About six years ago in a previous job, we took a little test to discover our workplace motivators. For whatever reason, one of the takeaways I still remember is that I’m highly theoretical and like to attend trainings. Of course, I didn’t really need a quiz to tell me that, but sometimes it’s nice when such results match my self-assessment.
Last night, I went through my files to find the report (see an example), and I had to laugh at some of the observations listed under my theoretical value:
- “The chief aim in life is to order and systematize knowledge…”
- “Likes to go to trade shows and conventions in her area of interest and expertise to find new ideas and tools for the team and organization at large.”
- “Classes, courses, and conferences: Send Nicole and let her learn.”
- “Realize that as much as she has learned, Nicole still wants to learn more.”
Seems like Thing 15 was tailor-made for me, doesn’t it?
True to form, I have attended as many conferences as I could afford in the three years since I began library school.
- ALA 2009 (Chicago) – made possible by student registration fee, approx. 3 hour drive from Indianapolis, aunt and uncle’s guest bedroom in the ‘burbs
- SLA 2010 (New Orleans) – made possible by student registration fee, partial funding from our library student association, not having to use vacation days to attend
- SLA 2011 (Philadelphia) – made possible by student registration fee, sheer luck of winning four-night hotel stay in survey drawing, not having to use vacation days to attend
- Indiana Library Federation (3 of the last 5 statewide conferences, I think) – made possible because our organization always has a booth in the exhibit hall. The years I did not attend were because it’s the busy time for one of my other programs, and it’s tricky to get out of the office. Even when I do attend, I’m often manning the booth rather than attending sessions, but it’s still a nice way to be in touch with local colleagues.
Aside from ILF, I didn’t get a free ride (or funds from my employer) to attend any of the conferences, but I found enough discounts and funding assistance that the remaining personal investment seemed reasonable. Admittedly, I also justified the trips to New Orleans and Philadelphia by making time to be a tourist in these two cities I’d never visited before. This summer, I essentially doubled the value of my airfare by tacking on a couple days to visit a friend in DC before catching a train to Philly for the conference.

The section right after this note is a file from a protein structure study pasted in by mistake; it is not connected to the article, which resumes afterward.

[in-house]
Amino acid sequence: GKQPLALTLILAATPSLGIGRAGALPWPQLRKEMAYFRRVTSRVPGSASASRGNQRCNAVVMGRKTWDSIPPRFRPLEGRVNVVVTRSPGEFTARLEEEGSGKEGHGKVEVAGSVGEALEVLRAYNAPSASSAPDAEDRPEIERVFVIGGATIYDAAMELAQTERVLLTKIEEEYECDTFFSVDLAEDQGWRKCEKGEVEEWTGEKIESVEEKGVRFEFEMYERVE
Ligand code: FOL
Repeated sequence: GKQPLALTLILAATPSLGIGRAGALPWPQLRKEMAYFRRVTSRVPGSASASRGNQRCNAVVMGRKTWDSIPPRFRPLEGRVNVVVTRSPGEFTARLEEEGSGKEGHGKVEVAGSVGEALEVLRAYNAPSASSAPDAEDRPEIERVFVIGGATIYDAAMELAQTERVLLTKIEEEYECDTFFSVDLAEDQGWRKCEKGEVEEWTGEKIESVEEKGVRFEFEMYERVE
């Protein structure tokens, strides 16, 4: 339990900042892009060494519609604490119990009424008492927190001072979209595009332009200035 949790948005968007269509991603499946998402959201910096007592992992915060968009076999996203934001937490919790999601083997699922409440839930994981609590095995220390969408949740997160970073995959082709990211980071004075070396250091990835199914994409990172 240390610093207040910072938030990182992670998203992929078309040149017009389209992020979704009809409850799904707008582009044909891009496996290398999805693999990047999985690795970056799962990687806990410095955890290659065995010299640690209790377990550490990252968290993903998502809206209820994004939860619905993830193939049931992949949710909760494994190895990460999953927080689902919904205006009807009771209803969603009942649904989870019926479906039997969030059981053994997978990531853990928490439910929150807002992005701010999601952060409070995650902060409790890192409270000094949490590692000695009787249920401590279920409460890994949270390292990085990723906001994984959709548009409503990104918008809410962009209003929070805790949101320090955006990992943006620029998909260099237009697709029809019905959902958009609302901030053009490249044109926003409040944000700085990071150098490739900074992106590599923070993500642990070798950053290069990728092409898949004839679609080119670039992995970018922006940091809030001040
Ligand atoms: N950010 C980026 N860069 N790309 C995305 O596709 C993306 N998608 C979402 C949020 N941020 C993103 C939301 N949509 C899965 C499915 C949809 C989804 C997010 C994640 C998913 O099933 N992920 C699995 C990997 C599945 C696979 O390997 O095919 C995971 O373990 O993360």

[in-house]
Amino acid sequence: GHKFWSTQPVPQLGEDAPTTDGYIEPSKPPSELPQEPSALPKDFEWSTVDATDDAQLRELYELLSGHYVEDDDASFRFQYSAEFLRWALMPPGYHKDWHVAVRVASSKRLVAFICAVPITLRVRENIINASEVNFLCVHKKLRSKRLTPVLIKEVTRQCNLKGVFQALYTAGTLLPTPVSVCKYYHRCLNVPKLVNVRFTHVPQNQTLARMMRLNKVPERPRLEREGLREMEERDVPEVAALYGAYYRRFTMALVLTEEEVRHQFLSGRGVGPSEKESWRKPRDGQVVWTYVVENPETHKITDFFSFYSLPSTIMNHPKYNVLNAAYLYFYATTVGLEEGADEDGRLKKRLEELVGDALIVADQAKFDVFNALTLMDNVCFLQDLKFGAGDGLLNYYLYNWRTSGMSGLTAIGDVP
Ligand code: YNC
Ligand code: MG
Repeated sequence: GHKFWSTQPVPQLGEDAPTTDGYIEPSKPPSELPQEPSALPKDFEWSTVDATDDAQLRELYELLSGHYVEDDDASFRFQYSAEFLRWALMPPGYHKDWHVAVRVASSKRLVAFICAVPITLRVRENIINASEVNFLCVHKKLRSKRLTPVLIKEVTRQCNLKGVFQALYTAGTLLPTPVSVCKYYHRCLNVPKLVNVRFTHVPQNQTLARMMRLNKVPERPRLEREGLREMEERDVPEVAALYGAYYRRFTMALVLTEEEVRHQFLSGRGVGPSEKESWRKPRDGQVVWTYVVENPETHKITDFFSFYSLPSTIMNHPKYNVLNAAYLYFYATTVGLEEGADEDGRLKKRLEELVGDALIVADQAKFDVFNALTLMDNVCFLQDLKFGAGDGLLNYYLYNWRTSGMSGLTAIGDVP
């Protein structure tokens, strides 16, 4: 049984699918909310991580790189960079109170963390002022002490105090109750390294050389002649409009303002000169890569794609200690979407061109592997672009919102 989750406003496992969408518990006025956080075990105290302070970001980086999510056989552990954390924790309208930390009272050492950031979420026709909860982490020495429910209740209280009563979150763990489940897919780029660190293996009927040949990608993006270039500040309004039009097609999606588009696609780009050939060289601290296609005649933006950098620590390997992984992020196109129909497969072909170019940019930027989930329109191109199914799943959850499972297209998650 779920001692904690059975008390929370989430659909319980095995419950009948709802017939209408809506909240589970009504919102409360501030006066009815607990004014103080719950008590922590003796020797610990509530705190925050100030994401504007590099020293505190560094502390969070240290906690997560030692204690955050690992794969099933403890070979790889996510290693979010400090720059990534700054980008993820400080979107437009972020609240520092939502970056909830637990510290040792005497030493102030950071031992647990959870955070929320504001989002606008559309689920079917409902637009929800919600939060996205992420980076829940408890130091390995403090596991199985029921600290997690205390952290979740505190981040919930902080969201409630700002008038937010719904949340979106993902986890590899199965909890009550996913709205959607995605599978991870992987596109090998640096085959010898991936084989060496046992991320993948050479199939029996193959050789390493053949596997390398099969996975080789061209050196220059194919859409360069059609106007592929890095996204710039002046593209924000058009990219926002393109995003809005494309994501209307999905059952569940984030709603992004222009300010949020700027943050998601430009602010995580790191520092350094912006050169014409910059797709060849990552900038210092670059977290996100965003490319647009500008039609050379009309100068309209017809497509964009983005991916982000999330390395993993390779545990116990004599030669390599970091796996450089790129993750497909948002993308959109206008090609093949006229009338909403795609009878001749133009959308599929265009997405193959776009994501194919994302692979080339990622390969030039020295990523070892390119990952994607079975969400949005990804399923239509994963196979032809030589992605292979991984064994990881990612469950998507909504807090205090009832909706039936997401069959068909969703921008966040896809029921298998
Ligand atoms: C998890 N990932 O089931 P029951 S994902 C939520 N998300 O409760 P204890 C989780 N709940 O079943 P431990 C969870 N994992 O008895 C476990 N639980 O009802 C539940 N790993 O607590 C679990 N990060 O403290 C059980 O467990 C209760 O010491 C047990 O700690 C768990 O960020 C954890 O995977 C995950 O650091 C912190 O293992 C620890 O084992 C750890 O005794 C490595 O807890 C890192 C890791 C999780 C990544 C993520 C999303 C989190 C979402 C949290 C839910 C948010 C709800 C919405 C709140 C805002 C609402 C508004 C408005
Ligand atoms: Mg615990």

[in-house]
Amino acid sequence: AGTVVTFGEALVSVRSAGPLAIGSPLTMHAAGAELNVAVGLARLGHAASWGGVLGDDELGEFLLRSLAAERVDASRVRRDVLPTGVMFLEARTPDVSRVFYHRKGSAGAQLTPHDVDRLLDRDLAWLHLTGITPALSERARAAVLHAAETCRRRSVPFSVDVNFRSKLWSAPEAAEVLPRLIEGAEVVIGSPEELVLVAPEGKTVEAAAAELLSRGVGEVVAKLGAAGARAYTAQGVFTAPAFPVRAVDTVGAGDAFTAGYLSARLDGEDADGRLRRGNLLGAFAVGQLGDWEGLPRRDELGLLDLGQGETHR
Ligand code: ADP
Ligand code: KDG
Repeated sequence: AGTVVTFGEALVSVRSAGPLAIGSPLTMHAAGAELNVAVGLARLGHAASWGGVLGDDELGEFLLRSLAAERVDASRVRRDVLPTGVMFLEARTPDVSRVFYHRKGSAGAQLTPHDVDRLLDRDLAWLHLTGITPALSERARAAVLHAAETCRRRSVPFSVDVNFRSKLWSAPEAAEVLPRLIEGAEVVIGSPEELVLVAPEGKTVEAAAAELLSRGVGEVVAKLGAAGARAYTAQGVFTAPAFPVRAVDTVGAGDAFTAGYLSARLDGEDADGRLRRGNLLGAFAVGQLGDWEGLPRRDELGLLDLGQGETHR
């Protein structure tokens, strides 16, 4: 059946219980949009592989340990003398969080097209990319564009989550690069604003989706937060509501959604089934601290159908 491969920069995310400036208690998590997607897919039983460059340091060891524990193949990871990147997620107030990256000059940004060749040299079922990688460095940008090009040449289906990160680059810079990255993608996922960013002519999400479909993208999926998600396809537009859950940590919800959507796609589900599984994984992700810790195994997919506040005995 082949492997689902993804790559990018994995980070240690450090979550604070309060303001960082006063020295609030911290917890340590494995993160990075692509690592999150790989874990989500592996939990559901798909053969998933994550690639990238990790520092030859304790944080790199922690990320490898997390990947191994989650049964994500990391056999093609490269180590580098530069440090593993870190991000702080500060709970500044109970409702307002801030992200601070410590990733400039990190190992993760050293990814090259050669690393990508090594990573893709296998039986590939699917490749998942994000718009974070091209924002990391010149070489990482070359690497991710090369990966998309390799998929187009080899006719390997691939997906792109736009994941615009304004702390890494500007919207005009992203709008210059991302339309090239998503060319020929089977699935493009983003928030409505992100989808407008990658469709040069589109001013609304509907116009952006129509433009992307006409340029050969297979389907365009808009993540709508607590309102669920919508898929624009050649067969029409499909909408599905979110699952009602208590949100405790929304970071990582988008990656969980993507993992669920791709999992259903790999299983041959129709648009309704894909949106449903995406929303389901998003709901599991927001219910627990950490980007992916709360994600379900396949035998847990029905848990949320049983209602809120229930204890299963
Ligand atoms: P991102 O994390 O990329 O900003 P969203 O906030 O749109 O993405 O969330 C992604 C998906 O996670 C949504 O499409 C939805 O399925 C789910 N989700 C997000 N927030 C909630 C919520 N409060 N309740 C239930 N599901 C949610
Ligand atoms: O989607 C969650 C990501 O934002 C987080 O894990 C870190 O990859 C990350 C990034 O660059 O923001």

I’ve already written a little about how I’ve made the most of conference attendance for Thing 7 about face-to-face networking and Thing 8 about Google Calendar, so I won’t go into detail here. Aside from using Twitter to turn online connections into personal connections, I would say that it’s important to spend some time reading the conference program to locate sessions that will be most valuable either to your current work or future goals. I realize that’s not mind-boggling conference advice, but sometimes the simplest things bring the best results, right?
I have yet to speak at a professional conference, and I’m not actively pursuing such opportunities at this point.Public speaking has never really been one of my favorite things, though I’m not nearly as uncomfortable with it now as I was growing up. I suppose right now, I’m just not sure what I would have to present about at a conference. The library I work in is pretty unusual, yet I’m not sure we do anything that other libraries would want to replicate. And personally, I know a little about a lot of things, so I don’t see myself as an expert on any particular topic. I still feel like there’s more for me to learn than there is for me to teach. Am I being too humble? Probably. My workplace motivators report also scored me high in the social/altruistic value, meaning that I like “helping, teaching, and coaching others.” While it’s certainly true that I like to be helpful, I’ve never really felt like I had the patience for teaching in a formal sense. This really is something I’d like to work on, but I’m not totally sure where to start.